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Let’s be honest – most us love to swipe that plastic card but detest paying the bills. But as we get older, we soon come to the realization that credit cards are not akin free money, and the 15% – 18% interest rate is no joke. Oh where is a time machine when you need one?

For spend-a-holics who are already in the danger debt zone, there are several ways for you to vanquish all of your credit card debt (no, physically cutting all of your ten credit cards will not make the problem go away). One of the ways is by consolidating your two, three…or ten credit cards debts by taking on a personal loan, such as a Bank Islam personal loan or a HSBC personal loan.

Most banks would actually push you to take on a hefty personal loan – not for your Paris trip, mind – but to settle off your multiple credit card debts. But should you do it?

When you should say NO to a personal loan

When the interest is higher

Credit cards are quoted on a fixed rate basis, while personal loan is quoted on a flat rate basis. What’s the difference? With a flat interest rate, the interest is calculated based on your principal amount.

Example: if you borrow RM20,000 from the bank, the interest will be calculated from RM20,000 throughout your payment tenure. Yes, even if you’ve already paid half of the amount, your interest will still be calculated from RM20,000.

Unless if you have more than two credit cards, both at 18% p.a. interest rate, then a personal loan might not offer the best interest rate for you after all. As a rule of thumb, always multiply the flat rate by 1.8 – 1.9x to compare it with the fixed rate. If it’s higher than your credit card’s interest rate, then don’t bother going down that road.

When your debt is manageable

First time card users might have quite a shock at the sight of their thousands of ringgits debt printed in black and white. But relax, if you only have less than two credit cards to manage and you can more than afford to pay them off in less than 1 year, it might not make sense to consolidate.

When you’re not facing the real problem

Just like removing the junk on your bed and shoving them into your closet is not “cleaning up”; simply shifting your debt around, without facing the real problem (your spending!) will just enable them to accumulate elsewhere. There’s no point in consolidating your debt if you can’t manage them properly.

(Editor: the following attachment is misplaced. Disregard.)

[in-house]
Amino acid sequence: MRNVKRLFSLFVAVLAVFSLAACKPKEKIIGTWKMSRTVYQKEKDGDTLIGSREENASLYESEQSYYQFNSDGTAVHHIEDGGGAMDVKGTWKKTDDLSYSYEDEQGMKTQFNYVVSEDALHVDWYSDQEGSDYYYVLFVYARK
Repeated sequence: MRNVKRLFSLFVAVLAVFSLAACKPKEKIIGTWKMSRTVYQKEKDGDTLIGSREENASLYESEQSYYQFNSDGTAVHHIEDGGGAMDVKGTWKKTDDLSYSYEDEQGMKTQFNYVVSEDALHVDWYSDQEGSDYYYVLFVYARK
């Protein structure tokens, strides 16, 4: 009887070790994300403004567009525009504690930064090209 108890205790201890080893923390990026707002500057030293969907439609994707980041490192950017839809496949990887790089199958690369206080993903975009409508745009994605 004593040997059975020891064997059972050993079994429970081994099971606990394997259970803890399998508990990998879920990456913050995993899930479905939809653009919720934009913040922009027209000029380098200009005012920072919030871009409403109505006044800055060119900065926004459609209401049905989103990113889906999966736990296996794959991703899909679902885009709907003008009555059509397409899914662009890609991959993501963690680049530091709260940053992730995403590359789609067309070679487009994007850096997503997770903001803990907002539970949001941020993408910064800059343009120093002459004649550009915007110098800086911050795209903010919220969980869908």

When you should say YES to a personal loan

Should you take on a personal loan to pay off your credit card debt?

When it’s simpler

If you keep missing your loan payments because you are too overwhelmed to keep track of them all, then consolidation via personal financing might be a good idea – this means you only have one monthly payment to make, one due date, and only one interest rate.

When you’re saving money

Here’s an example:

Situation A: No consolidation

You have maxed out three credit cards, let’s call them card A, B, and C, and now you owe the bank RM15,000 (RM5,000 for each card). All cards have an interest rate of 18% p.a., and you are currently paying RM200 per month for each card.

So your total monthly repayment: RM600 per month

Based on our credit card debt calculator, you will need to continue paying RM600 for the next 32 months (close to 3 years) to clear off your debt. The total interest rate you’ll be paying is RM3,941.91

Situation B: Consolidate all of those debt with a personal loan

You apply for RM15,000 personal loan from Bank D at 8% flat rate and you use this to pay off all your credit card debts.

Your total interest cost will be 8% x RM15,000 x 3 years = RM3,600.

In summary, you have to pay RM18,600 for 36 months. That’s RM516.70 per month.

In this case, consolidating your debts make more sense because you’ll be paying less for your interest and monthly installments.

However, different banks have different rates when it comes to personal loans. Try comparing them and do a bit of math before you take on a personal loan.

If you have decided to consolidate your debt by applying for a personal loan, then you must take these disciplinary actions:

1. Cancel all of your credit cards but keep the best one for emergency purposes. (PS: Do take note that the sale season is not an “emergency”).

2. Make sure that you pay your personal loan installments on time to avoid any late payments.

What other options can I take?

Ah! glad you asked. A much better way is by applying for a 0% balance transfer credit card and transfer your credit card debt onto another card – at 0% interest rate (no more 18% p.a. yay!). However, this also means you need to have a credit card onto which to transfer that balance. Should you feel neither a personal loan nor a balance transfer can help you out of the monumental fix you are in: try reaching out to the folks at


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